A Review of Meredith’s Wolf, by Judith Barban


Review—Meredith’s Wolf by Judith Barban, Thomas Max Publishing, 2014, 164 pages.

 One morning, while her mother and stepfather were away, Meredith Marsten, sixteen years old, climbed into a small airplane and flew into the Canadian wilderness in search of Wolfie. Meredith had adopted Wolfie as a pet when he was a small, helpless pup. As he grew to maturity, she and her stepfather realized he needed to be with his own kind and released him into the wild.

 From the opening lines to the final words, this short coming-of-age young adult novel holds the reader’s attention with excitement and suspense. The setting for the novel—the Canadian wilderness—sounded incredibly beautiful but seemed to be chockfull with many dangers as well.

 My favorite characters were Meredith; Wolfie, also called Maengun; and Mark, the Ojibwe. I admired Meredith for her gutsiness and bravery in both raising a wolf pup to adulthood and then going after him. The sections of the novel told from Wolfie’s point of view are particularly poignant and educational. The introduction of Mark was a delightful surprise.

 I don’t want to spoil the plotline or the ending, but I will say there are plenty of twists and turns, and lots of unexpected characters.

 This book is a wonderful, exciting, suspenseful adventure, love story. I highly recommend it.





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Summer Reading Program–2015

My local library sponsored a summer reading program–mostly for children, but it also included an adult summer reading goal. The goal was to read three (3) books during June and July.

I’ve kept a record of books I’ve read for the last year–so keeping up with what I read during those two months was not a problem. Imagine my surprise when I looked at my list and discovered I’d actually read fourteen (14) books!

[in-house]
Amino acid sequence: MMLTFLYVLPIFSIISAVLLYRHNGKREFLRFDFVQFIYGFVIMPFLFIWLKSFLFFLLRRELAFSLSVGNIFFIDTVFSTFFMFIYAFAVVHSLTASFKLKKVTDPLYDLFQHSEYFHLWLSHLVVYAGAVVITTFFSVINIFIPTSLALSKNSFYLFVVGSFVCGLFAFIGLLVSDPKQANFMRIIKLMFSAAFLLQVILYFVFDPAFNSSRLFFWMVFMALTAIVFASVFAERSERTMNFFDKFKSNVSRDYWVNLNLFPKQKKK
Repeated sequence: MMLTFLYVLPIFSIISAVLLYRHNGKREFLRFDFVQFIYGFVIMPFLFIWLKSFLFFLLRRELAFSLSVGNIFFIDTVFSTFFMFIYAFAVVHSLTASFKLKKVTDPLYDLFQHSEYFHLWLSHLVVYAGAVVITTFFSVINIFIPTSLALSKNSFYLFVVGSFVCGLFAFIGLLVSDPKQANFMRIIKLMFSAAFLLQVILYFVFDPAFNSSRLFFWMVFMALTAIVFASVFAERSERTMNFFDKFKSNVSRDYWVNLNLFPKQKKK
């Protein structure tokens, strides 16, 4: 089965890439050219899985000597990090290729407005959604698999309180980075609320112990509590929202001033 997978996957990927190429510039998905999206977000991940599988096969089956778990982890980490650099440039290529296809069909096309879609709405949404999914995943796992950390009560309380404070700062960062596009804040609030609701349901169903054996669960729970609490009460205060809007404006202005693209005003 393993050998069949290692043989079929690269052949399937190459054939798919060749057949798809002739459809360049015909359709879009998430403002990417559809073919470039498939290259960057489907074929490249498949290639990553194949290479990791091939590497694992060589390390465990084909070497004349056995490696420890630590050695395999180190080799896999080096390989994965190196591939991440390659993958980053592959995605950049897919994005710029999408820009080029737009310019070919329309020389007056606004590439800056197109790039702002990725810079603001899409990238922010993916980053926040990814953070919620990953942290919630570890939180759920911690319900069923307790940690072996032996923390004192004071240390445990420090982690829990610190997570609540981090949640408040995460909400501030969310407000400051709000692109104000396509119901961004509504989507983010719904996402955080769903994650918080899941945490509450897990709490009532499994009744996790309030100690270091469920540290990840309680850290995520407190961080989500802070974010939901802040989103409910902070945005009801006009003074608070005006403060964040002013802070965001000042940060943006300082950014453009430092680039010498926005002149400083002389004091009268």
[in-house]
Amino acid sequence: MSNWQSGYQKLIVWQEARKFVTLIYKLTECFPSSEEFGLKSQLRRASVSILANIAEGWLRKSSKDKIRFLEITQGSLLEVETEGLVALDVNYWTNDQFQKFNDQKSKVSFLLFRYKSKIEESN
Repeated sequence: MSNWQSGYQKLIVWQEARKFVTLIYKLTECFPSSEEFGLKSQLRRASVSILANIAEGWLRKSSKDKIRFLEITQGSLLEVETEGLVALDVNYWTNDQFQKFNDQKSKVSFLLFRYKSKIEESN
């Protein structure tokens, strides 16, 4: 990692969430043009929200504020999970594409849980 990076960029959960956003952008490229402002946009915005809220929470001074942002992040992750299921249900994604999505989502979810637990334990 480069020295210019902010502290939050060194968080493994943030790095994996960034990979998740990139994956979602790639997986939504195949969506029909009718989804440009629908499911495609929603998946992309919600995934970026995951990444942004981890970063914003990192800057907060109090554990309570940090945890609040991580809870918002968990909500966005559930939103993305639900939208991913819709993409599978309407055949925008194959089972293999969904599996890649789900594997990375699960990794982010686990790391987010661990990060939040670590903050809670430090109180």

And, yes, I did win one of the weekly prizes–a $10 gift card for TCBY, a card both my five-year-old granddaughter and I enjoyed using.

My granddaughter also participated in the summer reading program by listening to either her parents or me read books to her. She completed eight (8) hours of listening, a little short of the goal of ten (10) hours for her age group. Thanks, Mommy and Daddy, for reading and counting the stickers!

What did I read? My number one choice for pleasure reading is mystery and detective fiction.

An old favorite was Victoria Holt, an author I discovered when I was eleven (11) years old. Mistress of Mellyn was just as exciting this summer! A new author who thrilled me just as much was Sandra Byrd, with Mist of Midnight. If you haven’t read it, find it and see what you think.

A new/old author I discovered by watching “Inspector Morse” on PBS was Colin Dexter. I read four (4) in that series.

Linda Castillo, author of Pray for Silence, was one author I re-discovered, and read two (2) in her Kate Burkholder series.

Re-reading Sue Henry’s The Serpent’s Trail was a special treat.

The remaining five (5) titles would be found in the Christian fiction section of your local book store: City of the Dead, by T. L. Higley; Face of Betrayal, by Lis Wiehl; Under a Turquoise Sky, by Lisa Carter; The Priest, by Francine Rivers; and Writer to Writer, by Thoene and Thoene.